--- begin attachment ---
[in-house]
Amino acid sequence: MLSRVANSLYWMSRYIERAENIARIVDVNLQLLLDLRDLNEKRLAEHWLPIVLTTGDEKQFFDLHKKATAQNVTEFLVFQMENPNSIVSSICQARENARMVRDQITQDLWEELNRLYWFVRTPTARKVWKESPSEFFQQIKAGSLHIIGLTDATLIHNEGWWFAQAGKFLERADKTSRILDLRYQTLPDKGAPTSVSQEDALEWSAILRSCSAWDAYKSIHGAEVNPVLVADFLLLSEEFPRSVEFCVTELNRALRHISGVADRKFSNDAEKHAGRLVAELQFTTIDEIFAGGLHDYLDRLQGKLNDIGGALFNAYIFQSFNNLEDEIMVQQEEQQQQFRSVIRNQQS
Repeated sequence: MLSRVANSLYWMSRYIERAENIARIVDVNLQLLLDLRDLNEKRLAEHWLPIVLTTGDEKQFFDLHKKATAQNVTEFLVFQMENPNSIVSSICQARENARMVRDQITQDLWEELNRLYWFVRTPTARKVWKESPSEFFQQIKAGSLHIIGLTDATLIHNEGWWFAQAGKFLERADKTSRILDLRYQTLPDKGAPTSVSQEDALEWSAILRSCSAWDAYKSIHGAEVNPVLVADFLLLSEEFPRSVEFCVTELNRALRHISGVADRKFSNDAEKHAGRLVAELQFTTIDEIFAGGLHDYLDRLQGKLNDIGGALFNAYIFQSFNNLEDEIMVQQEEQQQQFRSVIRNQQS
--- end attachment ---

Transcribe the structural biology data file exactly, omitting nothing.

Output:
[in-house]
Amino acid sequence: MLSRVANSLYWMSRYIERAENIARIVDVNLQLLLDLRDLNEKRLAEHWLPIVLTTGDEKQFFDLHKKATAQNVTEFLVFQMENPNSIVSSICQARENARMVRDQITQDLWEELNRLYWFVRTPTARKVWKESPSEFFQQIKAGSLHIIGLTDATLIHNEGWWFAQAGKFLERADKTSRILDLRYQTLPDKGAPTSVSQEDALEWSAILRSCSAWDAYKSIHGAEVNPVLVADFLLLSEEFPRSVEFCVTELNRALRHISGVADRKFSNDAEKHAGRLVAELQFTTIDEIFAGGLHDYLDRLQGKLNDIGGALFNAYIFQSFNNLEDEIMVQQEEQQQQFRSVIRNQQS
Repeated sequence: MLSRVANSLYWMSRYIERAENIARIVDVNLQLLLDLRDLNEKRLAEHWLPIVLTTGDEKQFFDLHKKATAQNVTEFLVFQMENPNSIVSSICQARENARMVRDQITQDLWEELNRLYWFVRTPTARKVWKESPSEFFQQIKAGSLHIIGLTDATLIHNEGWWFAQAGKFLERADKTSRILDLRYQTLPDKGAPTSVSQEDALEWSAILRSCSAWDAYKSIHGAEVNPVLVADFLLLSEEFPRSVEFCVTELNRALRHISGVADRKFSNDAEKHAGRLVAELQFTTIDEIFAGGLHDYLDRLQGKLNDIGGALFNAYIFQSFNNLEDEIMVQQEEQQQQFRSVIRNQQS